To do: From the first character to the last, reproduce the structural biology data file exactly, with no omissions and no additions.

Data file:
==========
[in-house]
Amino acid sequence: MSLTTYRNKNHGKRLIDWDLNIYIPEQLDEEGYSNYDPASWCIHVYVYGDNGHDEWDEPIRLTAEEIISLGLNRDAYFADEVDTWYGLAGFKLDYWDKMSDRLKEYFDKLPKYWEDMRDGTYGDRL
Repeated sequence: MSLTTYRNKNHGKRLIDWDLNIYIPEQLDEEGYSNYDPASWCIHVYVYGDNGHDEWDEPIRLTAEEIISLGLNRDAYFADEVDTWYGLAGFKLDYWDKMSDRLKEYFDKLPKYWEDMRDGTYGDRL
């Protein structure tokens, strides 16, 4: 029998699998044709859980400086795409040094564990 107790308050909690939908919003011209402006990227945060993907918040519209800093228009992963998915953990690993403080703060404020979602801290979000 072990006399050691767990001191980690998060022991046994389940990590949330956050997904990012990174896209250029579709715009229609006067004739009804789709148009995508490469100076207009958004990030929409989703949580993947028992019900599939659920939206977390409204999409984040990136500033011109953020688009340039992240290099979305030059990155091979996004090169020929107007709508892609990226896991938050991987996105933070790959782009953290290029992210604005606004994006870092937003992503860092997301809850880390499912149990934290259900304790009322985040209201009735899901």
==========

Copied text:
[in-house]
Amino acid sequence: MSLTTYRNKNHGKRLIDWDLNIYIPEQLDEEGYSNYDPASWCIHVYVYGDNGHDEWDEPIRLTAEEIISLGLNRDAYFADEVDTWYGLAGFKLDYWDKMSDRLKEYFDKLPKYWEDMRDGTYGDRL
Repeated sequence: MSLTTYRNKNHGKRLIDWDLNIYIPEQLDEEGYSNYDPASWCIHVYVYGDNGHDEWDEPIRLTAEEIISLGLNRDAYFADEVDTWYGLAGFKLDYWDKMSDRLKEYFDKLPKYWEDMRDGTYGDRL
């Protein structure tokens, strides 16, 4: 029998699998044709859980400086795409040094564990 107790308050909690939908919003011209402006990227945060993907918040519209800093228009992963998915953990690993403080703060404020979602801290979000 072990006399050691767990001191980690998060022991046994389940990590949330956050997904990012990174896209250029579709715009229609006067004739009804789709148009995508490469100076207009958004990030929409989703949580993947028992019900599939659920939206977390409204999409984040990136500033011109953020688009340039992240290099979305030059990155091979996004090169020929107007709508892609990226896991938050991987996105933070790959782009953290290029992210604005606004994006870092937003992503860092997301809850880390499912149990934290259900304790009322985040209201009735899901």